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Huntingdon

Huntingdon
Huntingdon is located in Cambridgeshire
Huntingdon
Huntingdon
 Huntingdon shown within Cambridgeshire
Population 23,937 2011 Census
OS grid reference
District Huntingdonshire
Shire county Cambridgeshire
Region East
Country England
Sovereign state United Kingdom
Post town HUNTINGDON
Postcode district PE29
Dialling code 01480
Police Cambridgeshire
Fire Cambridgeshire
Ambulance East of England
EU Parliament East of England
UK Parliament Huntingdon
List of places
UK
England
Cambridgeshire

Huntingdon is a market town in Cambridgeshire, England. The town was chartered by King John in 1205. It is the traditional county town of Huntingdonshire, and is currently the seat of the Huntingdonshire district council. It is known as the birthplace of Oliver Cromwell, who was born in 1599.

Contents

  • History 1
    • The George 1.1
  • Area 2
    • Business 2.1
    • Climate 2.2
  • Transport 3
    • Rail 3.1
    • Bus 3.2
    • Air 3.3
  • Culture 4
    • Legends 4.1
    • Sport 4.2
  • Notable residents 5
  • International relations 6
    • Twin towns 6.1
  • See also 7
  • References 8
  • External links 9

History

Huntingdon was founded by the a well-preserved medieval bridge that used to serve as the main route of Ermine Street over the river. The bridge only ceased to be the sole crossing point to Godmanchester in 1975, with the advent of what is now the A14 bypass.

Sebastopol Cannon Huntingdon

Its valuable trading position was secured by the now vanished Huntingdon Castle. The site is now a Scheduled Ancient Monument, and is home to a beacon used to commemorate the 400th anniversary of the Spanish Armada.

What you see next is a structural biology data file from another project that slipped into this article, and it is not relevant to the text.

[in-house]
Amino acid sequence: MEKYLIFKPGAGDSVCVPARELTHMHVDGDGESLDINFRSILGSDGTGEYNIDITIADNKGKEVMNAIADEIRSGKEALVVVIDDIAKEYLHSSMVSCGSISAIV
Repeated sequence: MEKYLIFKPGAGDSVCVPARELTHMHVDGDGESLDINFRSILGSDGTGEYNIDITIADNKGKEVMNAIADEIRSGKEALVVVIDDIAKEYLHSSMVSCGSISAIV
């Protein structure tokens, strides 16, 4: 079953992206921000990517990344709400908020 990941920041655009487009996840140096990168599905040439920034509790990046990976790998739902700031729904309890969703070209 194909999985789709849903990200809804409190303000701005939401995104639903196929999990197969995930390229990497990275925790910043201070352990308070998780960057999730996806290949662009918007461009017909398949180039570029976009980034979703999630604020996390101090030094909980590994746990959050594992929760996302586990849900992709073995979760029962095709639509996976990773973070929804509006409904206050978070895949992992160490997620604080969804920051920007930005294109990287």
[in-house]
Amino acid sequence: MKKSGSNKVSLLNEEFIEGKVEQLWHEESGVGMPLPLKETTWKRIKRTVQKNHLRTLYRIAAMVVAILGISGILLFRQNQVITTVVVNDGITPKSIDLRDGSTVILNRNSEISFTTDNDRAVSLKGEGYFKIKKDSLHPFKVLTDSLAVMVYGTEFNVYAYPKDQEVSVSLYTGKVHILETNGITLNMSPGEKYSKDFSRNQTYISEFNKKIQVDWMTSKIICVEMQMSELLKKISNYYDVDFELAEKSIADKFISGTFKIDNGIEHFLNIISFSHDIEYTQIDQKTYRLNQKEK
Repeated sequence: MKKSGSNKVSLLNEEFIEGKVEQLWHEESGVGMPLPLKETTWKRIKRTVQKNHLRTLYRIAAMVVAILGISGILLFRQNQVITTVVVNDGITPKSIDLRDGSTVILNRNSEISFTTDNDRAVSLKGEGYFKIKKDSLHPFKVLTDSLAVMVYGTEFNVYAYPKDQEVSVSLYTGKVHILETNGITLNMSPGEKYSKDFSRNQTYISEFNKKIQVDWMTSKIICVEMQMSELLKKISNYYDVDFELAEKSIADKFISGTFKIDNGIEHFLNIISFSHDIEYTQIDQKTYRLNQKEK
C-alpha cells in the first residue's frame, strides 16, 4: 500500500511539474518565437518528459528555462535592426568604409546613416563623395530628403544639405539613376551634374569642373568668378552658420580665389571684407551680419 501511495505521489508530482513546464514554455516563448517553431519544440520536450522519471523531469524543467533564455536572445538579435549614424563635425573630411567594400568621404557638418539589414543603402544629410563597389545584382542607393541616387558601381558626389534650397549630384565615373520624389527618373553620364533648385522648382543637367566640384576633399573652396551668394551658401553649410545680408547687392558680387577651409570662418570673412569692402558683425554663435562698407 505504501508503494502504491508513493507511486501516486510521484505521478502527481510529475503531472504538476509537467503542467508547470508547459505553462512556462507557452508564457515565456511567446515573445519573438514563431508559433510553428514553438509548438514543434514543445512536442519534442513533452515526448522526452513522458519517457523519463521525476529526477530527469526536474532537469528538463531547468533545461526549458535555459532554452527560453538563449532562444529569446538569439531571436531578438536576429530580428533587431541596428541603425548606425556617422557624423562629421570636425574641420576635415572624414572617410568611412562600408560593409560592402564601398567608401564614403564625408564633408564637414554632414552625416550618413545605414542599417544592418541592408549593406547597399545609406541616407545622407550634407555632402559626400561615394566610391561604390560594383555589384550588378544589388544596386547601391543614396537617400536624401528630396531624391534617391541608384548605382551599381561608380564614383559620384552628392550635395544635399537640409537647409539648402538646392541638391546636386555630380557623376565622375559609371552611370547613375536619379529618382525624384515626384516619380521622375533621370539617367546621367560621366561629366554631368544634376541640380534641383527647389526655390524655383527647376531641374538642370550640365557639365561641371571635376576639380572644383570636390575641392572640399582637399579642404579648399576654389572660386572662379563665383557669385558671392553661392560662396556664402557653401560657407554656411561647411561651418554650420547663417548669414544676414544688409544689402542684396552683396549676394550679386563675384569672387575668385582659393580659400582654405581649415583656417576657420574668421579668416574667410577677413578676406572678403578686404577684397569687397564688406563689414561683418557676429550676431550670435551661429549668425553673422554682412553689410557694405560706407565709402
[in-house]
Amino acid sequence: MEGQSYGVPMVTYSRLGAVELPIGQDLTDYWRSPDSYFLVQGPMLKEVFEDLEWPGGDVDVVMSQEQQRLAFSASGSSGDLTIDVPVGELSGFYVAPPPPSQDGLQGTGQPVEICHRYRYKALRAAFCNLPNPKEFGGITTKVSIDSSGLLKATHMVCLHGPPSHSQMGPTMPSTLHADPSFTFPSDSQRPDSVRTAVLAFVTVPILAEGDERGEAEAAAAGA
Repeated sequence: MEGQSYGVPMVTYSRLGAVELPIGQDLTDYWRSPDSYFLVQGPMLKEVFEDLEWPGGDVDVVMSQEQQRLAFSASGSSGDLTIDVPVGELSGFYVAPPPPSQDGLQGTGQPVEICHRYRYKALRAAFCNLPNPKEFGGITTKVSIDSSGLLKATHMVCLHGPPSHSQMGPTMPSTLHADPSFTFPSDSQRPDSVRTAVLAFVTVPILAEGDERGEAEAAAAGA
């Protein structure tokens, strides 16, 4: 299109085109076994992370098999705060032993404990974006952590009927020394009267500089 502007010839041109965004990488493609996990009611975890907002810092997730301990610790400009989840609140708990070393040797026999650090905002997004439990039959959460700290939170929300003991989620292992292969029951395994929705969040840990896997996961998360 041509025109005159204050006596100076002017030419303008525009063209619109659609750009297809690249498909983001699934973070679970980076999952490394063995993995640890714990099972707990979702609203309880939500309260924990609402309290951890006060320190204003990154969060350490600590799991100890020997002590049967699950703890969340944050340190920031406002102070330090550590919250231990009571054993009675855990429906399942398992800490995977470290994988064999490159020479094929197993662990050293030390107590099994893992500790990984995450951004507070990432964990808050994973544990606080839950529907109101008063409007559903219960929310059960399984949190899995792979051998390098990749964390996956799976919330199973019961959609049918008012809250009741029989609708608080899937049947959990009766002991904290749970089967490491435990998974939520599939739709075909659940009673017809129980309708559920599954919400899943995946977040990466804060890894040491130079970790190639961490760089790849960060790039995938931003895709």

In 1746, the botanists Wood & Ingram of nearby Brampton developed a cultivar species of elm tree, Ulmus × hollandica 'Vegeta', which was named the "Huntingdon Elm" after the town.

The town has been represented in parliament by two prominent MPs: Oliver Cromwell in the 17th century, and former Conservative Prime Minister John Major from 1979 to 2001. It is currently represented by Conservative MP Jonathan Djanogly.

Original historical documents relating to Huntingdon, including the borough charter of 1205, are held by Cambridgeshire Archives and Local Studies at the County Record Office Huntingdon.[1]

Huntingdon welcome sign

Between the railway station and the old hospital building, stands a replica cannon. In the 1990s the replica was installed to replace an original Crimean War one, that stood there until the Second World War, being scrapped for the war effort. When the replica was installed it was placed in the opposite direction to the original.

The George

The George Hotel, on the corner of High Street and George Street was once a posting house. It was named after

  • Huntingdonshire District Council
  • Huntingdon Town Council

External links

  1. ^ [1] cambridgeshire.gov.uk
  2. ^ Shakespeare at The George
  3. ^ http://www.huntingdon-town.info/portholme.htm huntingdon-town.info
  4. ^ http://www.huntingdonanglicanchurches.org.uk huntingdonanglicanchurches.org.uk
  5. ^
  6. ^
  7. ^
  8. ^
  9. ^
  10. ^
  11. ^
  12. ^
  13. ^
  14. ^ http://www.francisfrith.com/huntingdon/photos/nuns-bridge-1901_46623/ francisfrith.com

References

See also

Twin towns

International relations

Notable residents

The town's highest ranked football club, Huntingdon Town, play in the United Counties League, whilst Huntingdon United RGE play in the Cambridgeshire League.

Sport

Once a convent, Hinchingbrooke House is said to be haunted. The bridge over the Alconbury Brook named Nun's bridge[14] is said to be also haunted by one of the nuns who once lived at the old convent that is now Hinchingbrooke House. It's said she is often accompanied by another ghost which resembles the appearance of a nurse. The myth goes that the nun had a lover, a monk who caused them to be murdered. In 1965 a married couple reported seeing the ghosts on the bridge, and again when they returned home the same night.

Legends

Interior of the Cromwell Museum.

Culture

Huntingdon town centre, looking North along the High Street towards All Saints' Church.

Luton and Stansted airports are within 40 miles (60 km).